Everest for Breakfast

Everest for Breakfast

In Spring 2010, fashion designer Prabal Gurung took a quick trip to the Himlayas before heading back to New York. “As I sipped tea, I looked out the sunroom’s wall-size window in awe: In the distance, high above the deep Kumbu valley and piercing through a layer of misty haze, the unmistakable dark pyramid tip of Mt. Everest,” he wrote of his experience in a travelogue for Vogue. “It was surreal and quite fabulous. And it was overwhelming. Twenty-four hours ago I was in Kathmandu. Forty-eight hours later I was going to be half-way to New York. But at that moment, in one of the most remote parts of the world, I was having breakfast with Mt. Everest and some of nature’s most stunning works around me. I was humbled, and I had fallen in love with Nepal all over again.”

First Prabal Gurung Scaled New York, Now It’s Mount Everest

First Prabal Gurung Scaled New York, Now It’s Mount Everest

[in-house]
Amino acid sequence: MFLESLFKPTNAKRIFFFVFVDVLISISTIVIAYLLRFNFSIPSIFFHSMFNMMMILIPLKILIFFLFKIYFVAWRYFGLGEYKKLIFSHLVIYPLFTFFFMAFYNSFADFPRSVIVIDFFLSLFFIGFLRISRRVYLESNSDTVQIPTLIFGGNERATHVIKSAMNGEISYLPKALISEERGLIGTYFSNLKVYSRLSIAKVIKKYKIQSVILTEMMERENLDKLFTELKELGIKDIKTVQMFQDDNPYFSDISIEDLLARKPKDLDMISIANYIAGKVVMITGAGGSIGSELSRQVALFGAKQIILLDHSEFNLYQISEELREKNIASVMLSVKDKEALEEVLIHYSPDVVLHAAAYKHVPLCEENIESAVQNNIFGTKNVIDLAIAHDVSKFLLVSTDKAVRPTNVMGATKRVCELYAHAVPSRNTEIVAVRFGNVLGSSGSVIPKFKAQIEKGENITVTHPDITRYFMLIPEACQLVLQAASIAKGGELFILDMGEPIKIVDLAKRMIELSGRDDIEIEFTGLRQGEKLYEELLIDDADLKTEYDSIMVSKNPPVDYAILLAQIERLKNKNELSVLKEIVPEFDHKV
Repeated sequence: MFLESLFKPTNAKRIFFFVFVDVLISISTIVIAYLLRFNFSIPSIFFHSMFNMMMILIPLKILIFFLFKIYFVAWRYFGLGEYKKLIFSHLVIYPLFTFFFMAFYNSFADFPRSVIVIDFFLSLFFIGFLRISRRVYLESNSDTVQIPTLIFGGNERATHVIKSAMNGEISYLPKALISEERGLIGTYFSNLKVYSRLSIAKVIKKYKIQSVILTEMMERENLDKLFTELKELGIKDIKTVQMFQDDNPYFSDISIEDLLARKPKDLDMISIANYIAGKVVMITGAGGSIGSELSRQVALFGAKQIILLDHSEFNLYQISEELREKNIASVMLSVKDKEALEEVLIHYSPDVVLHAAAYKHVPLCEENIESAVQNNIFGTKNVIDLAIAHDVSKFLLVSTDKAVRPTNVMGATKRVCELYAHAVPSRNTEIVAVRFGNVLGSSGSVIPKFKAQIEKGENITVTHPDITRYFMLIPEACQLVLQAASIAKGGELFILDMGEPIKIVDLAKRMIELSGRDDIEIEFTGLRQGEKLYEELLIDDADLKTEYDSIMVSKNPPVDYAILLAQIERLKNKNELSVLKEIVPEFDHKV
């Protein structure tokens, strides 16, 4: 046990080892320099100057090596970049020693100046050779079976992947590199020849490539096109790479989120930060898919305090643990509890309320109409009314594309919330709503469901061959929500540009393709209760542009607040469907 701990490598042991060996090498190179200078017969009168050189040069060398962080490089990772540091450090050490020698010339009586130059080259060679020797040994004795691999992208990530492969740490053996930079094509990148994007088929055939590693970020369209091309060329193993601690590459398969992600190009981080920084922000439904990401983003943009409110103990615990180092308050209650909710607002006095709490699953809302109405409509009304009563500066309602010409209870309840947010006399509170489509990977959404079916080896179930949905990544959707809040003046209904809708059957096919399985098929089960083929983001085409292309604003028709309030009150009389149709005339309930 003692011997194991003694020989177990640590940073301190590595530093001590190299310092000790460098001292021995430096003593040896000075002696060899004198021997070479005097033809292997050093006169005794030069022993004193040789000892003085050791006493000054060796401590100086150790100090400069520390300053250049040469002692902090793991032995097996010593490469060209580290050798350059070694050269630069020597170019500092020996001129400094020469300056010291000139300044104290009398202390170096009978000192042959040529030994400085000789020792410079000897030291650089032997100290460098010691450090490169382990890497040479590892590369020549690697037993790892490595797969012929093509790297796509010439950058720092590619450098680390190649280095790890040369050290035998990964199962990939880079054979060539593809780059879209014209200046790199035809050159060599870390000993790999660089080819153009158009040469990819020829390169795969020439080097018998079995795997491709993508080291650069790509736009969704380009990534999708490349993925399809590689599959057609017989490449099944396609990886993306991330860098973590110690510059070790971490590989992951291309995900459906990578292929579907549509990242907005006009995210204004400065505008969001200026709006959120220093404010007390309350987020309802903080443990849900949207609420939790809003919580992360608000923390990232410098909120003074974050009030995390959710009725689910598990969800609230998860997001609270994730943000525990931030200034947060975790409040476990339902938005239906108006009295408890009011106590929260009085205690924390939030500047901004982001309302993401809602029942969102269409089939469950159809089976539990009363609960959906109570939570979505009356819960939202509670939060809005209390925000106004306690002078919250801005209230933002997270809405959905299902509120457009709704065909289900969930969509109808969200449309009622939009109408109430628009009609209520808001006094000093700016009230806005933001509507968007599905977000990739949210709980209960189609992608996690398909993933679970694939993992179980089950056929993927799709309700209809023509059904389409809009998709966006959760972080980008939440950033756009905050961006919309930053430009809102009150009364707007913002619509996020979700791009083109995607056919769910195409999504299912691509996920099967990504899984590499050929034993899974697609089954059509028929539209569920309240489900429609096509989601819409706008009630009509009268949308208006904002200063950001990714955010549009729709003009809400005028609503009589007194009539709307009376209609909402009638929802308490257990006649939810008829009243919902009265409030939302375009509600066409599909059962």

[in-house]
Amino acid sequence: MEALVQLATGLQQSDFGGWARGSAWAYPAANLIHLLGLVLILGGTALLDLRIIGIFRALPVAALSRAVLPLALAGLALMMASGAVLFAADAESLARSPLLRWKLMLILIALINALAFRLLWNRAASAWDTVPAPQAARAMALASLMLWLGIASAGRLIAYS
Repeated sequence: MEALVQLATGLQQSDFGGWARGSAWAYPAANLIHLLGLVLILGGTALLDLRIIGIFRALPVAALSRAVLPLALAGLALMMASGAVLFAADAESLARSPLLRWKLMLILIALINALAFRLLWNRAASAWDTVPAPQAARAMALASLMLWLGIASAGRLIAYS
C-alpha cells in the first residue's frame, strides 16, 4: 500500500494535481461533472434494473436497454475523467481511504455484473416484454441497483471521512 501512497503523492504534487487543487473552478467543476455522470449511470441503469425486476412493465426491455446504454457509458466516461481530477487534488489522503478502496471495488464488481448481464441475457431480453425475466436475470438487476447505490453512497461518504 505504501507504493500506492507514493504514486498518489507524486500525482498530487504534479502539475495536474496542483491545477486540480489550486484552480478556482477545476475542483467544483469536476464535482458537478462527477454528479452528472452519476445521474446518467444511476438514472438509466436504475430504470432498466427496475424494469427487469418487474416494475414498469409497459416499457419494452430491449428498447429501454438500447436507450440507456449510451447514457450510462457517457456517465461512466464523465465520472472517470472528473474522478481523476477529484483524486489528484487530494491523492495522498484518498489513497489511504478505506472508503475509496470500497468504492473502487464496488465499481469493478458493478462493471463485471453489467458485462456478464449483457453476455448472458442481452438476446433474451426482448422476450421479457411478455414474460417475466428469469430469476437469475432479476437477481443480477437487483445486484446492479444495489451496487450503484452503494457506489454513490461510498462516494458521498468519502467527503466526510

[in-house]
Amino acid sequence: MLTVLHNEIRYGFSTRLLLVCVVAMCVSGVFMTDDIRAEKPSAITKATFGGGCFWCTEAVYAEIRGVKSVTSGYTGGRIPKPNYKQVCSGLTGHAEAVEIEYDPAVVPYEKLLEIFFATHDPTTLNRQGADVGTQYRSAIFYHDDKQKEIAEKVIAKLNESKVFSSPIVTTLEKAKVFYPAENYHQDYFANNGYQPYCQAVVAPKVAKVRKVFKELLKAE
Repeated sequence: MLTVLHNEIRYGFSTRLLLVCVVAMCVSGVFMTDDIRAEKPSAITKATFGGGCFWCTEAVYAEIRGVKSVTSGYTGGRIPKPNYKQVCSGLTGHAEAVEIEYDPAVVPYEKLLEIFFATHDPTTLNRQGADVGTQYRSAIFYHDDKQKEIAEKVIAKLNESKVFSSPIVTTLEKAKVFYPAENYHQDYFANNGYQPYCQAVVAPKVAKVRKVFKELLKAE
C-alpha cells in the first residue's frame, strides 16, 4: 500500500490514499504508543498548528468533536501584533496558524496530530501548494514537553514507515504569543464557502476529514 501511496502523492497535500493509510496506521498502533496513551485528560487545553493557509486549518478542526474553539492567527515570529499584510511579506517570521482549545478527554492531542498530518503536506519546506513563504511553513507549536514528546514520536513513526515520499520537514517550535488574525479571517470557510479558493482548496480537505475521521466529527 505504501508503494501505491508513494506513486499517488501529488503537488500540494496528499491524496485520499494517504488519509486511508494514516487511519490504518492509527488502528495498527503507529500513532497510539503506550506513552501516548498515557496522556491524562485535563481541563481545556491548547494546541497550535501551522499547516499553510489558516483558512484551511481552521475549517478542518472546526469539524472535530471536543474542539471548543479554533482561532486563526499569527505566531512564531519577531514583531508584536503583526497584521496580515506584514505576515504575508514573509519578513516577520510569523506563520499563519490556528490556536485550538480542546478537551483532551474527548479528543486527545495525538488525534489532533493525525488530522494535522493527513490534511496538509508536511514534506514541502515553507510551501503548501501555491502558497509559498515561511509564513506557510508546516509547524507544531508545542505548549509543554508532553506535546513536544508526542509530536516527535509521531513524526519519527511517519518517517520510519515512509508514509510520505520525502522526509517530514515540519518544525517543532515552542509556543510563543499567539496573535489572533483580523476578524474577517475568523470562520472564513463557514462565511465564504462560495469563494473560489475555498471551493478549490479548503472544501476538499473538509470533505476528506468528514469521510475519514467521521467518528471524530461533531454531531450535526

For many years I have made sure I am home with family and friends in Nepal for at least two weeks in the spring. This year, two days before I was flying back to New York, I took up a spontaneous offer to have breakfast with Mt. Everest—or Sagarmatha, as it is called in Nepali—the world’s highest peak, at (29,029 feet). Day 1: Gateway To Everest I had arrived at Kathmandu’s airport at 6:30 a.m. for my 30-minute flight at 7 a.m. to Lukla. But weather-related delays had us grounded all day, and when our Pilatus Porter aircraft finally landed at the Lukla Airport it was just past 4 a.m. Lukla is the “Gateway to Everest.” It is located at 2,650 meters above sea level (8,694 feet), and the landing strip was built in 1964 with the help of Sir Edmund Hillary, who, along with Tenzing Norgay Sherpa, was the first person to scale Everest in 1953. The small town is vibrant with Internet cafes, restaurants and bars, coffee shops, and bakeries. In a street corner, local children with chubby red cheeks played carom-board as trekkers walked by.